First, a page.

Ortolan songbirds drowned in Armagnac is just one of the recipes listed in the 18th century cookbook due for auction next Wednesday.
Written by William Daniell, the 77-page book was created for George II in 1736. It is being sold by Dominic Winter auctioneers in Cirencester, Gloucester.
According to Daniell, the ortolans had to be drowned in Armagnac, plucked, roasted and then eaten whole on a spoon, to be fit for consumption at Kensington Palace.
Also included in the book were roasted sea and garden birds, such as puffins and blackbirds.
Quail and rooster were also on the menu, as were frogs and boar heads. Mutton and roasted pig are among the more "normal" recipes listed.
The book took 18 months to compile, before it was given to Daniel Durant - the clerk of the royal kitchen. Generally, the manuscript is a list of the daily meals served for the King, Queen and their guests. Each day's date is marked at the top of each page.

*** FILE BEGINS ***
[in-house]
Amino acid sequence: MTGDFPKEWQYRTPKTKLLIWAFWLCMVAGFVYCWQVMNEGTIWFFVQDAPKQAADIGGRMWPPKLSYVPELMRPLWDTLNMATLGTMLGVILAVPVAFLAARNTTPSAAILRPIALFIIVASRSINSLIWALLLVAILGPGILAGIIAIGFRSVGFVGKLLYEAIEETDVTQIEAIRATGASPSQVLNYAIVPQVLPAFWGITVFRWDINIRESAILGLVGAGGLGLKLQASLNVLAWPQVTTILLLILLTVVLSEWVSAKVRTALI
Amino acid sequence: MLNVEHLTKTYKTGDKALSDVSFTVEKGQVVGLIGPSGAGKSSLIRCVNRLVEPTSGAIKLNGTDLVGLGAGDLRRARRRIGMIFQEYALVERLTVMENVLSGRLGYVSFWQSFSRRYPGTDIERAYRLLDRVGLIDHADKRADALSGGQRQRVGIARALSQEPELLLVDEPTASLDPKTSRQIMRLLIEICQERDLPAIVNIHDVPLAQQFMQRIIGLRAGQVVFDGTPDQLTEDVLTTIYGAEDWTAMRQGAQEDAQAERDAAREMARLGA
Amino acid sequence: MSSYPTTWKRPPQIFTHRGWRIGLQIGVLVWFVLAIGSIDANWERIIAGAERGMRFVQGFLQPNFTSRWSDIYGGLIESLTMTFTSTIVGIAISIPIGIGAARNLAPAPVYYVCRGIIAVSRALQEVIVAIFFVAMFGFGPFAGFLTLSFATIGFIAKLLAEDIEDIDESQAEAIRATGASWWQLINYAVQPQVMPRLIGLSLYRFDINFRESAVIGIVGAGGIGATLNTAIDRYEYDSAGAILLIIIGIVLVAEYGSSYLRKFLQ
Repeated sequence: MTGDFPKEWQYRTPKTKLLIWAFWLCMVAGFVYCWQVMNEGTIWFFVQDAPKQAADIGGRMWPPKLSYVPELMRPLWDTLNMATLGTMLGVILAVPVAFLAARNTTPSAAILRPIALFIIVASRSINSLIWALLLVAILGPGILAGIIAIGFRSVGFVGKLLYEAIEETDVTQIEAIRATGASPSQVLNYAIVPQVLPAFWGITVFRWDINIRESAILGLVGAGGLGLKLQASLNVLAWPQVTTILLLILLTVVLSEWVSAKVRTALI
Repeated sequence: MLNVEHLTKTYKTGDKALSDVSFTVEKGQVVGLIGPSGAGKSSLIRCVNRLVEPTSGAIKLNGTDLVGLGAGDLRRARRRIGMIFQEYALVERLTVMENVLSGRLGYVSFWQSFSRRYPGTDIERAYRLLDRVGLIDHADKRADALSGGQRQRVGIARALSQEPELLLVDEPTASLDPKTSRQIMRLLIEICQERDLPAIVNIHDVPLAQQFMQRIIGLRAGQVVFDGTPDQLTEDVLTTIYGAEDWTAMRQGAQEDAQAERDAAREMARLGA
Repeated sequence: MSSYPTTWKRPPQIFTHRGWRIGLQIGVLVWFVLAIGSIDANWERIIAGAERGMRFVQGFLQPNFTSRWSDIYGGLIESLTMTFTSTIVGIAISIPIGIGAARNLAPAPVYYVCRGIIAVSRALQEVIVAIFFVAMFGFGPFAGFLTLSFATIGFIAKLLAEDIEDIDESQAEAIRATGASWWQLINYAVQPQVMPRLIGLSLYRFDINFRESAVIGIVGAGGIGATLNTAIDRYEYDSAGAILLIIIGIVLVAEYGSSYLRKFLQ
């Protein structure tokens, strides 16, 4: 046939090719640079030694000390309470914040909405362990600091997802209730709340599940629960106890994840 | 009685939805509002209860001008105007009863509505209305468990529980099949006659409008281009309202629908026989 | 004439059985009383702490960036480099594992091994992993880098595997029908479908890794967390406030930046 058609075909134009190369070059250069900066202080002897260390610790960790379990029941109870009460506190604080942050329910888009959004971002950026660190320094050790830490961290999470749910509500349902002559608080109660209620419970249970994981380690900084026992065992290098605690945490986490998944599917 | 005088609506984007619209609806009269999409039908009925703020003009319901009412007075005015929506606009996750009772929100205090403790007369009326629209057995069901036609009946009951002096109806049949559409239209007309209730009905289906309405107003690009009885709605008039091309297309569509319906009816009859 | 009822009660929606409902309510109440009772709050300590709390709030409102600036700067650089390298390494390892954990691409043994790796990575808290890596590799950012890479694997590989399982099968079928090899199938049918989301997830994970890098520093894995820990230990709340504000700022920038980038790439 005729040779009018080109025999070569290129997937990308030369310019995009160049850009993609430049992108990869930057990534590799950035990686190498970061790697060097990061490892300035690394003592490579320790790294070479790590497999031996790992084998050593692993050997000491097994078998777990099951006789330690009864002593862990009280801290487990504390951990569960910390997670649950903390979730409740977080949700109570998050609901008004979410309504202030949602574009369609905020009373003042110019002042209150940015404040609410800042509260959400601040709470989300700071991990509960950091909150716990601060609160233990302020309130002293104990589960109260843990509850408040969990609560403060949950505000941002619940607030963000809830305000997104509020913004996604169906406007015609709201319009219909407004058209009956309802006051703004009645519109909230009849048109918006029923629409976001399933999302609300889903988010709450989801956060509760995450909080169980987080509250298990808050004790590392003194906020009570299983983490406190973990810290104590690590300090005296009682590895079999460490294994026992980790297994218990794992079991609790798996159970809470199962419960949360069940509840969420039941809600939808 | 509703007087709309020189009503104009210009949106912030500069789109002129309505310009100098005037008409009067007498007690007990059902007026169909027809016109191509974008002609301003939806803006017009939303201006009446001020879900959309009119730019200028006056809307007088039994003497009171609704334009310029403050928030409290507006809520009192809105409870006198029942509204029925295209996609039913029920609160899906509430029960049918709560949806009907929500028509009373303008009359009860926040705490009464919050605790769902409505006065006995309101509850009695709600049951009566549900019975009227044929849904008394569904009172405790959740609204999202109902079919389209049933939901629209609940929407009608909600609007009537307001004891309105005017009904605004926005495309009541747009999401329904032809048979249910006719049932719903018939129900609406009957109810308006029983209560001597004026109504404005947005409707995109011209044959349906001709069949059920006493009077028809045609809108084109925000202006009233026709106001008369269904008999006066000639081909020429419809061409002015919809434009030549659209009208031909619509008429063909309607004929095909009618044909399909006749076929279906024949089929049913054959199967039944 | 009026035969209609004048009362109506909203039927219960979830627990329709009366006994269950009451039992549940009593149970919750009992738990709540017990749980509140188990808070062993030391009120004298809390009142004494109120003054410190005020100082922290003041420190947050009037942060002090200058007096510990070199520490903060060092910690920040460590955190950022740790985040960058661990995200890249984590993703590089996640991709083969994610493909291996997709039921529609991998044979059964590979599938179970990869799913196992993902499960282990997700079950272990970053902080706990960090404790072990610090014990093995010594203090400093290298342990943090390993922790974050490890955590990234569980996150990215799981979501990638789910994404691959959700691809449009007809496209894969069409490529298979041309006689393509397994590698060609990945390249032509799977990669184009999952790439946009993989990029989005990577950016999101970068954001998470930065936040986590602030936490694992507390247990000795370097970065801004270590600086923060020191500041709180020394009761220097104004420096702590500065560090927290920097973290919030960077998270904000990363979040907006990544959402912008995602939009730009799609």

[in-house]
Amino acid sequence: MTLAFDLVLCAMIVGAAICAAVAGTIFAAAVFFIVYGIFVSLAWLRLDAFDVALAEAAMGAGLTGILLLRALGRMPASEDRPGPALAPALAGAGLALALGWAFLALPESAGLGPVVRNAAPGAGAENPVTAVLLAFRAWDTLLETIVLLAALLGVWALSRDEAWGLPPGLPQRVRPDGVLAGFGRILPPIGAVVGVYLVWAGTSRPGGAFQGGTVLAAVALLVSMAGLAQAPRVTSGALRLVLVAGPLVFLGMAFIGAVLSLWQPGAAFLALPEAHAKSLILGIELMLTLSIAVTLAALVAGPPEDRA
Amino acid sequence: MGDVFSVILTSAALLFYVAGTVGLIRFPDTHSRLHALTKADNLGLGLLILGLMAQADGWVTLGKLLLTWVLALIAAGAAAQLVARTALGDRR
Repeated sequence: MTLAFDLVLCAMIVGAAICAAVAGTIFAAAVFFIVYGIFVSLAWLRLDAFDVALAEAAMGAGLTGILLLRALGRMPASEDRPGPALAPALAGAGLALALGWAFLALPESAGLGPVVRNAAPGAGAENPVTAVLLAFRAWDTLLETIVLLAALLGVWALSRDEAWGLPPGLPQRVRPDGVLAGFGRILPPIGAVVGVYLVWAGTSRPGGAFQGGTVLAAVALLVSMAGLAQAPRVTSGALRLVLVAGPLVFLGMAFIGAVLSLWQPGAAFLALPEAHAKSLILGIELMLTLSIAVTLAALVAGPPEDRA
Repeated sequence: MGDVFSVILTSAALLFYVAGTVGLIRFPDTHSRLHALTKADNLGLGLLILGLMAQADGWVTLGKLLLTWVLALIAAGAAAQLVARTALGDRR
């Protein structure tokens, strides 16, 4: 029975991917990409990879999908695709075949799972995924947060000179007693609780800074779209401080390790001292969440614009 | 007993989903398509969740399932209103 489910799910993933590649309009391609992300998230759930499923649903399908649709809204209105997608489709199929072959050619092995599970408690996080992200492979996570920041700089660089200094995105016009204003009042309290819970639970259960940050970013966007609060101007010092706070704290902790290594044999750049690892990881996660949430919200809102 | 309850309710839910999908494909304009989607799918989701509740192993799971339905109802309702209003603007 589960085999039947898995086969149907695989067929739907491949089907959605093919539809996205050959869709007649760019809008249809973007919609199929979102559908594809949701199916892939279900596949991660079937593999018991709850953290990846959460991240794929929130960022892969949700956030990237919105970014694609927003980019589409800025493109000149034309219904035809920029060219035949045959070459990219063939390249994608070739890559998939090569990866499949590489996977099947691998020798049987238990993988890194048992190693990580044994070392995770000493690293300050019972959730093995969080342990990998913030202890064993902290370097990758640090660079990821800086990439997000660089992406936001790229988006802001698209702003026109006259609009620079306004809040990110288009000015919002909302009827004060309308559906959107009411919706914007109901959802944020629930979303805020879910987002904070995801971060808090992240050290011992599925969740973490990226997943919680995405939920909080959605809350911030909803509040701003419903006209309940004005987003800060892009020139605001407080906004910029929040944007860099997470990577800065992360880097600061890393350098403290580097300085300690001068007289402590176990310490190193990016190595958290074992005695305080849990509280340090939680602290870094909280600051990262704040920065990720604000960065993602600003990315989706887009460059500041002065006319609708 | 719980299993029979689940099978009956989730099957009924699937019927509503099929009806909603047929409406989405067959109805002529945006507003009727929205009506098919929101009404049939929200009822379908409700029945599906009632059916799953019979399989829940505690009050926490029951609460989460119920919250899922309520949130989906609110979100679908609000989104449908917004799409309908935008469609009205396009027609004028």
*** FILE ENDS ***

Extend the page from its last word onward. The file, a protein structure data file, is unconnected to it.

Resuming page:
There are even small splatters of grease, where it was lying open as the chefs cooked.
It is estimated to be sold for £8,000 on January 29th.
Chris Albury, a spokesperson for the auction house, said the book gave an incredible insight into past royal eating habits.
"Some of the food eaten back then isn't for the squeamish ... It seemed that any bird that could fly and be shot at was fair game for the dinner table.
"Our tastes have changed over time and you would never consider eating a garden bird now."
He added: "The manuscript opens with dinner for Her Majesty Queen Caroline alone at Kensington on June 1, 1736 and continues until December 1, 1737... There are some missing periods which include Queen Caroline's illness and death in November 1737.
"But her demise didn't put the Royal family off enjoying their Christmas dinner a month later... His Majesty was served bisk squabs, chicks friccasy, capon grill, cold turkey, shoulder of mutton, plumb broth, minced pies.
"And for supper there was mutton and chicks cold, veal fille broiled, oysters in lemons, spinnage and eggs, stewed lettuce, herring salad, jelly pippins and peepers which I believe are frogs."